Tuesday, November 29, 2016

Politifact and Fiction

Hopefully, this will be my last blog post on this catastrophic election. No promises though.

One of the more annoying talking points that Clinton supporters were parroting during the election was that Secretary Hillary Clinton was the most honest politician around. Ironically, it was an obvious lie which undermined their point and probably eroded support.

Certainly, Secretary Hillary Clinton was more honest that Donald Trump who constantly spouts outrageous falsehoods. (I believe it is how he breathes.) But making her more honest than Senator Bernie Sanders took some cherry-picking. Clinton supporters pointed out that she has the highest percentage of “True” statements on Politifact - twenty five percent. But they ignored all the site’s other categories: Mostly True, Half True, Mostly False, False, and Pants on Fire. Combine the True and Mostly True statements and her percentage is exactly equal to Bernie Sanders at fifty one percent. In fact, at one point, Sanders enjoyed the highest combined rating of all politicians in both parties: fifty four percent (see chart).

But shouldn’t winning the top category still give Clinton a slight edge?

Well, it would, if not for her Pants on Fire statements like her strange claim that as First Lady she was under sniper fire in Bosnia. This was a stupendously stupid lie. Hillary Clinton was in Bosnia for a photo op and the press was traveling with her: If a sniper had fired on the tarmac it definitely would have been major international news. Any database search would have pulled up tons or articles. Why would anyone tell a lie that is so easily checked? Had she beaten Barack Obama in the 2008 primary, you can bet that John McCain would have hammered that obvious whopper all the way to the White House.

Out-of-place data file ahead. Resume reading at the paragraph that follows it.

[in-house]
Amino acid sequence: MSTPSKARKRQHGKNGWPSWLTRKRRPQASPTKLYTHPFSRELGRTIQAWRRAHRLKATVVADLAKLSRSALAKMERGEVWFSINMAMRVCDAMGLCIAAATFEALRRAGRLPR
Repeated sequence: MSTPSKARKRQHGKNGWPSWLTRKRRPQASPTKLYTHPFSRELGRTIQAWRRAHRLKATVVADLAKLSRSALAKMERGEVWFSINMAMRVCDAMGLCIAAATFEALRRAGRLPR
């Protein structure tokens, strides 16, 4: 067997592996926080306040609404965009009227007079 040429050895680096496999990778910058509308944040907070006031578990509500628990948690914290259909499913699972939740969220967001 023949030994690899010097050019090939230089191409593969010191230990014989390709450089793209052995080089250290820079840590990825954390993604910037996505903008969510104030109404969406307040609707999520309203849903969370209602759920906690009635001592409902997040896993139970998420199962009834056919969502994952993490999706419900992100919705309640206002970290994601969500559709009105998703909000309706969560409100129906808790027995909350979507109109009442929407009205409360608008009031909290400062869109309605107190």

That last paragraph is foreshadowing. File it away in your brain for later.

Interestingly, the only politician to never get a Pants on Fire rating was Bernie Sanders – something that Politifact’s editors felt compelled to remark on in an article devoted to that fact. If I wanted to cherry-pick Politifact, I would post a link to that article and claim Sanders is the most honest on the sole basis of that.